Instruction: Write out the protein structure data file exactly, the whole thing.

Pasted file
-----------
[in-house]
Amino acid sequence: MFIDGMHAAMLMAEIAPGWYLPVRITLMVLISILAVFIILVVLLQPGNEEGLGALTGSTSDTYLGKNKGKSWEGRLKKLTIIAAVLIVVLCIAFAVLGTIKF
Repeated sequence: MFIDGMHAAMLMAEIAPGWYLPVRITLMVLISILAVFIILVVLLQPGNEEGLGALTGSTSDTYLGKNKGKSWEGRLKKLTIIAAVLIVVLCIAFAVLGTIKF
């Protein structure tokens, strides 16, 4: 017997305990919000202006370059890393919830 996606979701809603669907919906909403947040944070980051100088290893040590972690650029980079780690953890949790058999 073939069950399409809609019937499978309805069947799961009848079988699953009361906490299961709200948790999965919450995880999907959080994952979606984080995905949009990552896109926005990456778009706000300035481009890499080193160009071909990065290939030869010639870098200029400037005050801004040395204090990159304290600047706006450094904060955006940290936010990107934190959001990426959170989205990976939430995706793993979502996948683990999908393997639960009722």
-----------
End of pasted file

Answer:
[in-house]
Amino acid sequence: MFIDGMHAAMLMAEIAPGWYLPVRITLMVLISILAVFIILVVLLQPGNEEGLGALTGSTSDTYLGKNKGKSWEGRLKKLTIIAAVLIVVLCIAFAVLGTIKF
Repeated sequence: MFIDGMHAAMLMAEIAPGWYLPVRITLMVLISILAVFIILVVLLQPGNEEGLGALTGSTSDTYLGKNKGKSWEGRLKKLTIIAAVLIVVLCIAFAVLGTIKF
């Protein structure tokens, strides 16, 4: 017997305990919000202006370059890393919830 996606979701809603669907919906909403947040944070980051100088290893040590972690650029980079780690953890949790058999 073939069950399409809609019937499978309805069947799961009848079988699953009361906490299961709200948790999965919450995880999907959080994952979606984080995905949009990552896109926005990456778009706000300035481009890499080193160009071909990065290939030869010639870098200029400037005050801004040395204090990159304290600047706006450094904060955006940290936010990107934190959001990426959170989205990976939430995706793993979502996948683990999908393997639960009722």